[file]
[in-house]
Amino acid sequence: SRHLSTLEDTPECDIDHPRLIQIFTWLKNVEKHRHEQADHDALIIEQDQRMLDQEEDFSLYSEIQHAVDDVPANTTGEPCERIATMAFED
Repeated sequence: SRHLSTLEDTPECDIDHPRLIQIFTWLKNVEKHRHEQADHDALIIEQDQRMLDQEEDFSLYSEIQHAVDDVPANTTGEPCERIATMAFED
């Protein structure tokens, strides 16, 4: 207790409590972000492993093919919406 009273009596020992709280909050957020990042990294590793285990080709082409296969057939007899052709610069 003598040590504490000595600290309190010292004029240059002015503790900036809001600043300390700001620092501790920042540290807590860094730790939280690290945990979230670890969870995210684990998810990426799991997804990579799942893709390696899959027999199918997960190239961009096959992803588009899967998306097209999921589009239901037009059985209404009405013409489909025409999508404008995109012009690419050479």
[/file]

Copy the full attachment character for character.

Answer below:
[in-house]
Amino acid sequence: SRHLSTLEDTPECDIDHPRLIQIFTWLKNVEKHRHEQADHDALIIEQDQRMLDQEEDFSLYSEIQHAVDDVPANTTGEPCERIATMAFED
Repeated sequence: SRHLSTLEDTPECDIDHPRLIQIFTWLKNVEKHRHEQADHDALIIEQDQRMLDQEEDFSLYSEIQHAVDDVPANTTGEPCERIATMAFED
């Protein structure tokens, strides 16, 4: 207790409590972000492993093919919406 009273009596020992709280909050957020990042990294590793285990080709082409296969057939007899052709610069 003598040590504490000595600290309190010292004029240059002015503790900036809001600043300390700001620092501790920042540290807590860094730790939280690290945990979230670890969870995210684990998810990426799991997804990579799942893709390696899959027999199918997960190239961009096959992803588009899967998306097209999921589009239901037009059985209404009405013409489909025409999508404008995109012009690419050479």